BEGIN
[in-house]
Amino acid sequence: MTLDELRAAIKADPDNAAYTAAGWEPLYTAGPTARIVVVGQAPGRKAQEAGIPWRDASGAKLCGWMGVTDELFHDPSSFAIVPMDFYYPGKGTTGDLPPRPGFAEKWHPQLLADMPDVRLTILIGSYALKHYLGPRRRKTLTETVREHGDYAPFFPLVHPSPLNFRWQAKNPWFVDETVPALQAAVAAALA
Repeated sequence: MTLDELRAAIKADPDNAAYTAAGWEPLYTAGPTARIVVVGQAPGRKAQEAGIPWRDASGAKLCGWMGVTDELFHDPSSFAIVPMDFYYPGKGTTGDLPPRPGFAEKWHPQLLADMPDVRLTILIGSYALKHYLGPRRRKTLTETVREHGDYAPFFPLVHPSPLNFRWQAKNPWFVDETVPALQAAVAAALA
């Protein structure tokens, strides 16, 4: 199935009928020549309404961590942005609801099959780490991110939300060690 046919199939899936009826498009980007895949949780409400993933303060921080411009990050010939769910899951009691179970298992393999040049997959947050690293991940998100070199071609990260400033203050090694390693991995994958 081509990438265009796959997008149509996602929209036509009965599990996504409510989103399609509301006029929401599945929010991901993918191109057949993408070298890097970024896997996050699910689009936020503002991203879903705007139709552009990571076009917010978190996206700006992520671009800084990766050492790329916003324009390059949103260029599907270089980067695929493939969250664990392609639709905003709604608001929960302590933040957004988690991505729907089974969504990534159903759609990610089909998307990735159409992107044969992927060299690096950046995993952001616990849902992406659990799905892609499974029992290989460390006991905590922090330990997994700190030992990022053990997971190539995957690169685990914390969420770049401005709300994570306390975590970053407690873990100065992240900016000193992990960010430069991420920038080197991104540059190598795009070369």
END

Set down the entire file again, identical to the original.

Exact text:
[in-house]
Amino acid sequence: MTLDELRAAIKADPDNAAYTAAGWEPLYTAGPTARIVVVGQAPGRKAQEAGIPWRDASGAKLCGWMGVTDELFHDPSSFAIVPMDFYYPGKGTTGDLPPRPGFAEKWHPQLLADMPDVRLTILIGSYALKHYLGPRRRKTLTETVREHGDYAPFFPLVHPSPLNFRWQAKNPWFVDETVPALQAAVAAALA
Repeated sequence: MTLDELRAAIKADPDNAAYTAAGWEPLYTAGPTARIVVVGQAPGRKAQEAGIPWRDASGAKLCGWMGVTDELFHDPSSFAIVPMDFYYPGKGTTGDLPPRPGFAEKWHPQLLADMPDVRLTILIGSYALKHYLGPRRRKTLTETVREHGDYAPFFPLVHPSPLNFRWQAKNPWFVDETVPALQAAVAAALA
């Protein structure tokens, strides 16, 4: 199935009928020549309404961590942005609801099959780490991110939300060690 046919199939899936009826498009980007895949949780409400993933303060921080411009990050010939769910899951009691179970298992393999040049997959947050690293991940998100070199071609990260400033203050090694390693991995994958 081509990438265009796959997008149509996602929209036509009965599990996504409510989103399609509301006029929401599945929010991901993918191109057949993408070298890097970024896997996050699910689009936020503002991203879903705007139709552009990571076009917010978190996206700006992520671009800084990766050492790329916003324009390059949103260029599907270089980067695929493939969250664990392609639709905003709604608001929960302590933040957004988690991505729907089974969504990534159903759609990610089909998307990735159409992107044969992927060299690096950046995993952001616990849902992406659990799905892609499974029992290989460390006991905590922090330990997994700190030992990022053990997971190539995957690169685990914390969420770049401005709300994570306390975590970053407690873990100065992240900016000193992990960010430069991420920038080197991104540059190598795009070369």